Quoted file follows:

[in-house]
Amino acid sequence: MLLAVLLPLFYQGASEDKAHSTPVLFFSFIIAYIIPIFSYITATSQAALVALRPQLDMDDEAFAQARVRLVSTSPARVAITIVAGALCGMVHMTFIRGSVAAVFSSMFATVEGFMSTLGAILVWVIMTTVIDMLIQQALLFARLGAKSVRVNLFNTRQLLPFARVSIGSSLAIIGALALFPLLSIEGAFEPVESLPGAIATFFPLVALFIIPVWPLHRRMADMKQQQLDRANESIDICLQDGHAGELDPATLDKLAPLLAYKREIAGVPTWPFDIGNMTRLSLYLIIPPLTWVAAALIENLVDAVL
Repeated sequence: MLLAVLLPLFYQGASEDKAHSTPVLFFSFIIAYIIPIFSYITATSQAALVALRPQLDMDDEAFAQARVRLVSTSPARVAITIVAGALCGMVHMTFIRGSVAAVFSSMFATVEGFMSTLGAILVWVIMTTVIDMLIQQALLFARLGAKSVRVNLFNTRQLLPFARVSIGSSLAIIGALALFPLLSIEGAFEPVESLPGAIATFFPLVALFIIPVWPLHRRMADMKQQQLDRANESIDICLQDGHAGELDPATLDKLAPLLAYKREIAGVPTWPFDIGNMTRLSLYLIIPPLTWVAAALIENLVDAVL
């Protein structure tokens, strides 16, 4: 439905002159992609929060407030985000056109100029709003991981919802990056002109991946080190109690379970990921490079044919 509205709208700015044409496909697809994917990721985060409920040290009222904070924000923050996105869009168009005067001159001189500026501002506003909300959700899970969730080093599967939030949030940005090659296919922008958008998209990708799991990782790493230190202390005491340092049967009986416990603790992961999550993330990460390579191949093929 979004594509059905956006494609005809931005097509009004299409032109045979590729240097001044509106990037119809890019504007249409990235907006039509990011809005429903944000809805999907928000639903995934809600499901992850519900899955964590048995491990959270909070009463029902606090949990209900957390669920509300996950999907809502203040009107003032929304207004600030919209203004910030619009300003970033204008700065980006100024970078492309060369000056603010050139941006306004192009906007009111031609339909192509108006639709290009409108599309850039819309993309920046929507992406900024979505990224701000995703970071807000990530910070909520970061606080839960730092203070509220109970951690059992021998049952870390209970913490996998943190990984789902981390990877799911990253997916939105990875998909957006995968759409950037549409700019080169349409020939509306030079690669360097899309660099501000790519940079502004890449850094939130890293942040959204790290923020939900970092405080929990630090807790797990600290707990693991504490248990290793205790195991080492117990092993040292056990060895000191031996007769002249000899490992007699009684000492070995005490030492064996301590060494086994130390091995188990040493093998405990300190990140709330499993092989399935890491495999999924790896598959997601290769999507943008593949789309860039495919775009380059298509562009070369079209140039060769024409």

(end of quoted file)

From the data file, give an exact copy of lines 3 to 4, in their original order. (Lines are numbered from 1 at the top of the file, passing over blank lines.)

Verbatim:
Repeated sequence: MLLAVLLPLFYQGASEDKAHSTPVLFFSFIIAYIIPIFSYITATSQAALVALRPQLDMDDEAFAQARVRLVSTSPARVAITIVAGALCGMVHMTFIRGSVAAVFSSMFATVEGFMSTLGAILVWVIMTTVIDMLIQQALLFARLGAKSVRVNLFNTRQLLPFARVSIGSSLAIIGALALFPLLSIEGAFEPVESLPGAIATFFPLVALFIIPVWPLHRRMADMKQQQLDRANESIDICLQDGHAGELDPATLDKLAPLLAYKREIAGVPTWPFDIGNMTRLSLYLIIPPLTWVAAALIENLVDAVL
């Protein structure tokens, strides 16, 4: 439905002159992609929060407030985000056109100029709003991981919802990056002109991946080190109690379970990921490079044919 509205709208700015044409496909697809994917990721985060409920040290009222904070924000923050996105869009168009005067001159001189500026501002506003909300959700899970969730080093599967939030949030940005090659296919922008958008998209990708799991990782790493230190202390005491340092049967009986416990603790992961999550993330990460390579191949093929 979004594509059905956006494609005809931005097509009004299409032109045979590729240097001044509106990037119809890019504007249409990235907006039509990011809005429903944000809805999907928000639903995934809600499901992850519900899955964590048995491990959270909070009463029902606090949990209900957390669920509300996950999907809502203040009107003032929304207004600030919209203004910030619009300003970033204008700065980006100024970078492309060369000056603010050139941006306004192009906007009111031609339909192509108006639709290009409108599309850039819309993309920046929507992406900024979505990224701000995703970071807000990530910070909520970061606080839960730092203070509220109970951690059992021998049952870390209970913490996998943190990984789902981390990877799911990253997916939105990875998909957006995968759409950037549409700019080169349409020939509306030079690669360097899309660099501000790519940079502004890449850094939130890293942040959204790290923020939900970092405080929990630090807790797990600290707990693991504490248990290793205790195991080492117990092993040292056990060895000191031996007769002249000899490992007699009684000492070995005490030492064996301590060494086994130390091995188990040493093998405990300190990140709330499993092989399935890491495999999924790896598959997601290769999507943008593949789309860039495919775009380059298509562009070369079209140039060769024409």